Mister Lonely (2007), Directed by Harmony Korin
I wanted to review a movie I recently watched, Mister Lonely, but I am really not sure what to say. It struck me as following in the surrealist tradition, where literal meaning assigned to objects is not really important. The focus is on the poetic undertones and connotations, as well as ambiguity. The surrealists sometimes claimed that much of their work was do to “automatic” writing, which is a free way of thinking where the work just spills out based loosely on connections. However, much of their work is intentional. The work is usually inundated with images, which makes it even harder for the viewer to process, especially after only one viewing. I do not claim to be familiar with all the literary and cinematographic schools of thought, but I have some knowledge especially of post-modernism, deconstructionism, surrealism, and absurdity, just because I’ve been exposed to these.
So I can’t really review this movie. The premise is an American Michael Jackson impersonator in France falls in love with a Marilyn Monroe impersonator and goes back to the commune where she lives with her Charlie Chaplin impersonating husband and Shirley Temple impersonating daughter, and a handful of other celebrity impersonators, including Abraham Lincoln, the Pope, the Queen of England, and the three stooges. Instead of saying they “impersonate,” the Marilyn Monroe character introduces each one to the Michael Jackson as so and so “who lives as” so and so. There is a toast by the Lincoln character that explains some of why they are who they are. Meanwhile, there is a side story revolving around nuns who jump from airplanes without parachutes after one of them fell out of a plane while dropping food supplies and got up and walked away.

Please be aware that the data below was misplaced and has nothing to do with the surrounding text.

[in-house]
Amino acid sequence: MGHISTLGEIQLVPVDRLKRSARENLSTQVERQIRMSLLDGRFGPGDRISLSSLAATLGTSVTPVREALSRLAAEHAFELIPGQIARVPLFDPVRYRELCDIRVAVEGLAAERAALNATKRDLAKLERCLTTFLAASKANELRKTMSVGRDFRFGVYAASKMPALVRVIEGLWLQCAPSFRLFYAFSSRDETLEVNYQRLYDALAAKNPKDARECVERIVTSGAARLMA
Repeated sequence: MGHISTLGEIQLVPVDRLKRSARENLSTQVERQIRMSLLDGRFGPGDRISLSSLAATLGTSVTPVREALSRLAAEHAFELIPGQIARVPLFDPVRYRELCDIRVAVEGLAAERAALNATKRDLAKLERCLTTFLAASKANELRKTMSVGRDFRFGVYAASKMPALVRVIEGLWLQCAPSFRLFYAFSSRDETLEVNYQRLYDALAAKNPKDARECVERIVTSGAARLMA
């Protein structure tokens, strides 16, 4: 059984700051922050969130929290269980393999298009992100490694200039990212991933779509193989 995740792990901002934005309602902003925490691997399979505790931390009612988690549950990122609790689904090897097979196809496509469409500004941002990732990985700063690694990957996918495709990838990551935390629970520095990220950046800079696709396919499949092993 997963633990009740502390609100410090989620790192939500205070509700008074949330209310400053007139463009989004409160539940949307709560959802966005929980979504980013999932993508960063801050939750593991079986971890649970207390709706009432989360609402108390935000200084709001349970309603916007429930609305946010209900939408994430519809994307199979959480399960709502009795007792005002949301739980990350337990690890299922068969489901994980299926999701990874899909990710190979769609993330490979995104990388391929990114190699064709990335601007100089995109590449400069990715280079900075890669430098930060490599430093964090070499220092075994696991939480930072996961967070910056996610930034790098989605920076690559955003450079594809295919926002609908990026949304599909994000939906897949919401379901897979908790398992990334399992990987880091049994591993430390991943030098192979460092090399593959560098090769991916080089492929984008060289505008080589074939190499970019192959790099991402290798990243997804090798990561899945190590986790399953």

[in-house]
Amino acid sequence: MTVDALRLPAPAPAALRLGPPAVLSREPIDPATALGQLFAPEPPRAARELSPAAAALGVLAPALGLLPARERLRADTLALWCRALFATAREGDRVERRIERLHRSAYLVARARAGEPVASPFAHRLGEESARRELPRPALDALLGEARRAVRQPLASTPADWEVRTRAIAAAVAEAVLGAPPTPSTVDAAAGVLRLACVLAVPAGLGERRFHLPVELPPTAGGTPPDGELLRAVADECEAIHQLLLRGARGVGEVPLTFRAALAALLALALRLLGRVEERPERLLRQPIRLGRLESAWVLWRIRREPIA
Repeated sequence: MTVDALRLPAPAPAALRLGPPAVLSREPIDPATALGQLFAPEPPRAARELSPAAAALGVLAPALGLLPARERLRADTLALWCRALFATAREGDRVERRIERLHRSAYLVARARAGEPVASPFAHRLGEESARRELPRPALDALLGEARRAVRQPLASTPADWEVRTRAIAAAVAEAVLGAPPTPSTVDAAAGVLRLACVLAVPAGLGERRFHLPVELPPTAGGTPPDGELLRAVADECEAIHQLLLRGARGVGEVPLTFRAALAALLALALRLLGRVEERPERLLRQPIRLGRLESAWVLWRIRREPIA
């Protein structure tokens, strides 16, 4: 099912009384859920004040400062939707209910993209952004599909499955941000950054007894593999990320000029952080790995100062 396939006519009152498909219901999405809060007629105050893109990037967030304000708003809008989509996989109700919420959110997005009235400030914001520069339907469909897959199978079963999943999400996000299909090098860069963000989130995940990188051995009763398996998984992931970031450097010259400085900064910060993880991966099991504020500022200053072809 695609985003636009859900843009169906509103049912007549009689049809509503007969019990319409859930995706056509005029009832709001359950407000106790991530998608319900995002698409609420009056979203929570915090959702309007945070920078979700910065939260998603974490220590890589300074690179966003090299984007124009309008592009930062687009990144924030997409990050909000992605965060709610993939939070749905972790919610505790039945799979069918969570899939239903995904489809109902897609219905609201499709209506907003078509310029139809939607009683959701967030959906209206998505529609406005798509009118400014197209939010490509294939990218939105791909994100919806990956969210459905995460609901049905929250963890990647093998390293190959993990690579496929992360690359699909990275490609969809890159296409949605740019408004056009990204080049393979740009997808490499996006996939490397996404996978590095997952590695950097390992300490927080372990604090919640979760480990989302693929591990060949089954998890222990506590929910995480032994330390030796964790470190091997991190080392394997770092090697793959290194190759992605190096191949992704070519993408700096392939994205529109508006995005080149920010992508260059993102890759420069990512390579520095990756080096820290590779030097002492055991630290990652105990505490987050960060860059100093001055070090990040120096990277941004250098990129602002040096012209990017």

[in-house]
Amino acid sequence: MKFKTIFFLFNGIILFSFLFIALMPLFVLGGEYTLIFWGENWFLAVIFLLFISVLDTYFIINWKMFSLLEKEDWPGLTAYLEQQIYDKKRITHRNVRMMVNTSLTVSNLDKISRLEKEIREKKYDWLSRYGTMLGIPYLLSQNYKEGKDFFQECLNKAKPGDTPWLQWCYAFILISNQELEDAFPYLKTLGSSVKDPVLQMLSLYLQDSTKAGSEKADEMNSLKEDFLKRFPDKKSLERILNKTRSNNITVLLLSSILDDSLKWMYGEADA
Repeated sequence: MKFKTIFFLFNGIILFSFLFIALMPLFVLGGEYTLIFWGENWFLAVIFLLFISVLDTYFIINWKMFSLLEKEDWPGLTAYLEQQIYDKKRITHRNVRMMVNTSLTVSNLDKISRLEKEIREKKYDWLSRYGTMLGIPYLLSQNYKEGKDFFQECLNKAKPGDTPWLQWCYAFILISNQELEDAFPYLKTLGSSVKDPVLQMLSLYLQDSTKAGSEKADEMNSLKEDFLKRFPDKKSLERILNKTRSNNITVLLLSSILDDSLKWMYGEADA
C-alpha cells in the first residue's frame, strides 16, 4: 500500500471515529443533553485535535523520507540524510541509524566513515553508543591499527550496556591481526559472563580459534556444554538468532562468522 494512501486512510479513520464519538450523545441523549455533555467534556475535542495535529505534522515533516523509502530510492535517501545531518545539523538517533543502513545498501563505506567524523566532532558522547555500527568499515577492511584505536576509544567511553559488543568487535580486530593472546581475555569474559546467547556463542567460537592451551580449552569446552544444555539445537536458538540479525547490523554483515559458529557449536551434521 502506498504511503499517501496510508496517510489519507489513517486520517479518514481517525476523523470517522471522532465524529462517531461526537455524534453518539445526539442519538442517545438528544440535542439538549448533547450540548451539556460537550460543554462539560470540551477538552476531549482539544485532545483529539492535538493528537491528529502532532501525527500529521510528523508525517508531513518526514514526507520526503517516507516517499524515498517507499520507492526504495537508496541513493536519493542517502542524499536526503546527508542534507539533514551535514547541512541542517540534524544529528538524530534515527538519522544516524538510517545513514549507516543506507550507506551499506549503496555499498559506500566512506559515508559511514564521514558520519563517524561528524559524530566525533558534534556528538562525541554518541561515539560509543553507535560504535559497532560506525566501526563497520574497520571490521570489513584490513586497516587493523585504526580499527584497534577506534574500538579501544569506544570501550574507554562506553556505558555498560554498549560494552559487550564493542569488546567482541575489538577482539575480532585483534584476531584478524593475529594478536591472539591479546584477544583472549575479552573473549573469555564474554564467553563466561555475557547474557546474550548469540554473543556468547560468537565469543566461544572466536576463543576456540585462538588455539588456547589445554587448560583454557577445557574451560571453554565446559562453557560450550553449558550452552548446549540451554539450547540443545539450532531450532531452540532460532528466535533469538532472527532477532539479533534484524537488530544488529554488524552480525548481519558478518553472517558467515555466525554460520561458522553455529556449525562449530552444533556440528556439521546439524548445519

The movie is filled with bitter irony and pyrrhic victories. Just when one good thing seems to be happening, it falls apart. As one character gains self-awareness, something will be taken from them. The Marilyn Monroe character is established as weak fairly early on, as when she says she didn’t impersonate until she met her husband, but he showed her the way. The viewer infers she is in an abusive and controlling relatinoship before we even meet her Charlie Chaplin. The opening scene with the Michael Jackson character is significant for the amount of people who do not even see him dancing in a busy square, let alone those who see but keep walking. The Michael Jackson character seems like the most self-aware and analytical of the characters. He paints each of the others on eggs. The Marilyn Monroe character is just waiting to crack. The side story involving the nuns is even more symbolic and less literal than the A story. I can’t say much without giving it away.
I am still processing this movie and can not adequately review it at this point. But I felt the need to say something, if only to try to work my way through it.